Sometimes as I'm wading through my annual diet of Shocktober fright flicks, I get worn down by convention. Mercifully there's always the realm of independent horror, which often can be counted on to smash expectations and venture to dark places where studio films often fear to tread.
Unfortunately, you also run the risk of trudging through some pretty amateurish shlock.
Mercifully, Stained is an original study in mental fragility and the ravages of past trauma. It also has a pretty grim view of the male of the species, which, frankly is somewhat justified. Any woman who's ever felt as if she's gone a little bit Coo-Coo for Cocoa Puffs after witnessing or suffering through childhood/formative abuses of the heart will probably find a lot to relate to here.
Check out the film's trailer before we dive into the nitty-gritty:
Tinsel Korey plays Isabelle, the owner of a used bookstore located in a major metropolitan city. She's plagued by an economically shaky present and a downright traumatic past. Whenever she's besieged by stress, the camera surreptitiously catches her idly massaging a nasty-looking suicide scar on her wrist.
Like most women who chafe under the constant pressure to find validation through relationships, Isabelle is goaded into a date with the meat-headed but well-meaning Rolf (Stephen Huszar). During their awkward time together, Isabelle displays a hypersensitivity to every possible subject ranging from her parentage to the quality of her baked goods. When Rolf tries to touch her, she go ballistic and kicks him out of her apartment.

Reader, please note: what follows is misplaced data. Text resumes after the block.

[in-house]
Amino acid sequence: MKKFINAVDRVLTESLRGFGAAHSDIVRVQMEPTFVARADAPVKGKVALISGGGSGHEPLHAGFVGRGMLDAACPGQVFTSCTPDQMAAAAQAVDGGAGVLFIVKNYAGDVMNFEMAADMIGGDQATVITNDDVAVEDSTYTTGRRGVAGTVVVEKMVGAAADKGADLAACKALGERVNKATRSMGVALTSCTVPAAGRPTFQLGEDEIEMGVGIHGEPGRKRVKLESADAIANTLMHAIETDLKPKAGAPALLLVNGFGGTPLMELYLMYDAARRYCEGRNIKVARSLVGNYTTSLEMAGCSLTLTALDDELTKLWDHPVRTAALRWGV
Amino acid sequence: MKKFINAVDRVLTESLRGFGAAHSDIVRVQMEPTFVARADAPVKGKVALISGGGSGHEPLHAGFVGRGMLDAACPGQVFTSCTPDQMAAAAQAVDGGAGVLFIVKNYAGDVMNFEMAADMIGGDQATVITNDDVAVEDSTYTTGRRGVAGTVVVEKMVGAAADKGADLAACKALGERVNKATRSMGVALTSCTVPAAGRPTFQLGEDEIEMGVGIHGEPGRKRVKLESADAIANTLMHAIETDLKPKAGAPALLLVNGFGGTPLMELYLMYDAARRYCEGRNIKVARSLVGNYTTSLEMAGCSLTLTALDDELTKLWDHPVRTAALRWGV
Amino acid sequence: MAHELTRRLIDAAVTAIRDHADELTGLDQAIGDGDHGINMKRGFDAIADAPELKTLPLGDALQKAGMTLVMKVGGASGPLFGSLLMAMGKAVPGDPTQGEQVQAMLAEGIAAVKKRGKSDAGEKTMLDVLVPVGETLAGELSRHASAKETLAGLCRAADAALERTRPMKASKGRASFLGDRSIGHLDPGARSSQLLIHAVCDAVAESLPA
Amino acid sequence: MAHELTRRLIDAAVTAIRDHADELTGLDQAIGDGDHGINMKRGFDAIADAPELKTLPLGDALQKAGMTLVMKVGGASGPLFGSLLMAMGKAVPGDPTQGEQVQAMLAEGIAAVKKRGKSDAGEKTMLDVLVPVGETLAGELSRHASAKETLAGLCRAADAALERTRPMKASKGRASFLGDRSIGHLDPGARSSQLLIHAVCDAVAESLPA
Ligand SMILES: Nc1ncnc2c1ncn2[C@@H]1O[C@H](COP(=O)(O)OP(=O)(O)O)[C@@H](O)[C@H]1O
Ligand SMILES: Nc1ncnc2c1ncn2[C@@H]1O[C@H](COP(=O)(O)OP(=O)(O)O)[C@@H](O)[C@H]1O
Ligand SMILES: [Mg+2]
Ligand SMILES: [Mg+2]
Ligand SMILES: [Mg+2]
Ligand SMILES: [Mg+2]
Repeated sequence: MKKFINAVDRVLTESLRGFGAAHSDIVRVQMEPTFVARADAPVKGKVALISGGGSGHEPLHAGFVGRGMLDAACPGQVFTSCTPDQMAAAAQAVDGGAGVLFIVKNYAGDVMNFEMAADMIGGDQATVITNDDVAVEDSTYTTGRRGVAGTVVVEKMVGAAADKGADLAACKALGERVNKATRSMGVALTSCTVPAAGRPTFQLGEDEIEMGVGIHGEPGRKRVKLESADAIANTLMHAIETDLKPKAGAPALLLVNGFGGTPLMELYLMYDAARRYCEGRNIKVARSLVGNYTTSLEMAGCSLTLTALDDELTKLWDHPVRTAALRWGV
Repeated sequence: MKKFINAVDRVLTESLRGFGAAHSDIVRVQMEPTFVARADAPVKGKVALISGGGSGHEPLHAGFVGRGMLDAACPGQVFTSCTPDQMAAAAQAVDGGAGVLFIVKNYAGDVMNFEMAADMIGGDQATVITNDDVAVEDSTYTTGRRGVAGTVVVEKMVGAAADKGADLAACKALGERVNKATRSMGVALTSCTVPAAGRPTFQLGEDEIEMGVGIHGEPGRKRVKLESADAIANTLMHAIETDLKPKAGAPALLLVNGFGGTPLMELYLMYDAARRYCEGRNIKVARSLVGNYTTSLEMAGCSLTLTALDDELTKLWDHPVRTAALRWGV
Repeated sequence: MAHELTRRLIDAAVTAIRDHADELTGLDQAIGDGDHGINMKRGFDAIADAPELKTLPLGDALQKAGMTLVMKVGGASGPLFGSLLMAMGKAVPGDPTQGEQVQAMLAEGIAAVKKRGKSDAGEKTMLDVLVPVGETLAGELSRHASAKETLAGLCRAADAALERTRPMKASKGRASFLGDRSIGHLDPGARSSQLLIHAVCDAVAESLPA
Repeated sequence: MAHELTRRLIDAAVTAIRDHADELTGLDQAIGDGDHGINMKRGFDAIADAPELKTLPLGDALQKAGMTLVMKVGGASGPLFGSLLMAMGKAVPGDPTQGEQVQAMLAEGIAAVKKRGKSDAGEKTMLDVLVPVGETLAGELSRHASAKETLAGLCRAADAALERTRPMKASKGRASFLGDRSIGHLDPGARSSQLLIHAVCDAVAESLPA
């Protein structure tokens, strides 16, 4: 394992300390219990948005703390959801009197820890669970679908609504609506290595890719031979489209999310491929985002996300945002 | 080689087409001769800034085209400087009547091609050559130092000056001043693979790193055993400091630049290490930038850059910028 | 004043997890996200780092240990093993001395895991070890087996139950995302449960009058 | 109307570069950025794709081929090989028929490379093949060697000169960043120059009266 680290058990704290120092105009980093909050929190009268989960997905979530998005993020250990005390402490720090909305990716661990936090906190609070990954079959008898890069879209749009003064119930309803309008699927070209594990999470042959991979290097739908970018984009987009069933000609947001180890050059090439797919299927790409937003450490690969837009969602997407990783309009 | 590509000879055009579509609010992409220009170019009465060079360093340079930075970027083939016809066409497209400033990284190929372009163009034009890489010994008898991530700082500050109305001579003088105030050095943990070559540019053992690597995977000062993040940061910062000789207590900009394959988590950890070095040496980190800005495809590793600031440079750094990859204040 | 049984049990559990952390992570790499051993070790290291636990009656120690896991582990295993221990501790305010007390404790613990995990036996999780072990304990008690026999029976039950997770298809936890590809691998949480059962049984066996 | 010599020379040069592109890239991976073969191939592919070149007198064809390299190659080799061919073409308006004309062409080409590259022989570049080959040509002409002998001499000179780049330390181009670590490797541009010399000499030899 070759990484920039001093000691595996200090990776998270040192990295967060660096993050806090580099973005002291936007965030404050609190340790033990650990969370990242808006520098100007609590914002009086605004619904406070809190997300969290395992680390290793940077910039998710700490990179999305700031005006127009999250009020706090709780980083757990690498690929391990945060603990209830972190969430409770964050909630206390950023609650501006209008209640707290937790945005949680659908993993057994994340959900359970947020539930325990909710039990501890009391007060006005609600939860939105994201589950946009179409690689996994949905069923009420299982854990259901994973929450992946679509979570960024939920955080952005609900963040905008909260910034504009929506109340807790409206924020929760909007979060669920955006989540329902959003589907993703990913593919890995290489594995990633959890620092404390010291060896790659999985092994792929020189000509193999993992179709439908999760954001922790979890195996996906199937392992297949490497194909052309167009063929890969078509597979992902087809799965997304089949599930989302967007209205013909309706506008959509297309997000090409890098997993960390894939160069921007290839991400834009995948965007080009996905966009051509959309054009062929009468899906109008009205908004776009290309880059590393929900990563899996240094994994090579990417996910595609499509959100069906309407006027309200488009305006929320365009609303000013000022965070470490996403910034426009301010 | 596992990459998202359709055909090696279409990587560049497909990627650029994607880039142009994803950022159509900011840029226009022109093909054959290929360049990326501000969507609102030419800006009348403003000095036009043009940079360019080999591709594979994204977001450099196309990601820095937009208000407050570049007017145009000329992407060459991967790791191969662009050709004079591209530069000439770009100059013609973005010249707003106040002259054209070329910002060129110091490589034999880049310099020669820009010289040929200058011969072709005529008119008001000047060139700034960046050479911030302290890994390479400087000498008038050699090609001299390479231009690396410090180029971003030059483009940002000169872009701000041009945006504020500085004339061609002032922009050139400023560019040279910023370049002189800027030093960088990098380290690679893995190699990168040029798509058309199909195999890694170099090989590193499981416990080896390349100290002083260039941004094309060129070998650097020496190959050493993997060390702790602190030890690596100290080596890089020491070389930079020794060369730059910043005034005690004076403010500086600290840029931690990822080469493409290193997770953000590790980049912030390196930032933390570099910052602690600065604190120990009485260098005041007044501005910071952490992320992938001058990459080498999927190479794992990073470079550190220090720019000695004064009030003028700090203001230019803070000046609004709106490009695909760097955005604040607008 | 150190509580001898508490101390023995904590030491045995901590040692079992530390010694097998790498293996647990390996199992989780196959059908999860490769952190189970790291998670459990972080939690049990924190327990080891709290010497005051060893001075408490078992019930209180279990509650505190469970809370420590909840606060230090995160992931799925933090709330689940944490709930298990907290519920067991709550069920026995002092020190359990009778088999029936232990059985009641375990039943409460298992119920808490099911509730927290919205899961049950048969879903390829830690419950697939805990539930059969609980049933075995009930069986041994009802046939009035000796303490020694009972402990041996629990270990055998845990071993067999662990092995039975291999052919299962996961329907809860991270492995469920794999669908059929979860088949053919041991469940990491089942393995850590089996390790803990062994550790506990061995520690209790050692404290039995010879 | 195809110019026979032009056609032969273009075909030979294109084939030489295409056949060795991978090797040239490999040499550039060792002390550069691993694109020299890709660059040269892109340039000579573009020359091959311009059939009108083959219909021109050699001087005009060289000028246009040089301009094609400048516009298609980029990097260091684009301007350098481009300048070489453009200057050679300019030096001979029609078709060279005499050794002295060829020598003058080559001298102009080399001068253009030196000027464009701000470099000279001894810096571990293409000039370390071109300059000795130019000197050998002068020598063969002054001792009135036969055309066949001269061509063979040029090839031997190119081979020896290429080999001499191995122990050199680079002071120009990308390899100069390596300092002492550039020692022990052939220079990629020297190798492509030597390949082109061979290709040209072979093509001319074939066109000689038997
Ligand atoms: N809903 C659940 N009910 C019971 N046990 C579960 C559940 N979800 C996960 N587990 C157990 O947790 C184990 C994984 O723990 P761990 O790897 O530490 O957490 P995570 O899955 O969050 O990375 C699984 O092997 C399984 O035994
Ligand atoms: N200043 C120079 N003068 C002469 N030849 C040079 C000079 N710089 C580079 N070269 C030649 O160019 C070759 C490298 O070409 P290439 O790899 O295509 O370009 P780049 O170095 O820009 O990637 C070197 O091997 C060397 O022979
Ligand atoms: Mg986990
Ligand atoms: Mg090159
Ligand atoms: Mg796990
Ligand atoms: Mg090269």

Through an initially stingy dribble of flashbacks, we eventually discover that Isabelle was immersed in an abusive relationship with a jackass named James (Tim Fellingham). Like a bad penny, this toxic creep suddenly turns up from out of nowhere and the two start seeing each other once again. Naturally, this re-union only serves to deepen her emotional turmoil. Sisterly Jennifer (Sonja Bennett) seems to sense looming disaster and tries to keep tabs on her childhood friend as best she can.
A string of nasty events continues to inflate the powder keg of Isabelle's deteriorating mental state. Urged on by Jennifer, she initiates yet another ugly break-up with James. In order to keep the bookstore afloat, she's forced to dismiss an explosively hostile employee. She begins to feel as if she's being watched inside the store and then followed on the way home.
One day Isabelle returns home to find that her cats have killed a pigeon and tracked blood all over the floor. This unpleasant image triggers a complete breakdown and, in a torrent of flashbacks, we finally get to see why Isabelle is so damaged. This is further cemented when we learn about the unconventional nature of her initial break up with James.
The first half of Stained is sometimes maddeningly vague and distracting. Many of the flashbacks are image-based and don't contribute much to the narrative. There are also more gratuitous shots of cats then I could ever hope to shoot a spray bottle at. Granted the sketchy flashbacks can be interpreted as Isabelle's repressed memories slowly coming to the surface and the cats can be seen as thematically relevant, but these things also feel a tad self-indulgent, like the narrative equivalent of barrels being thrown into Mario's path during a game of Donkey Kong.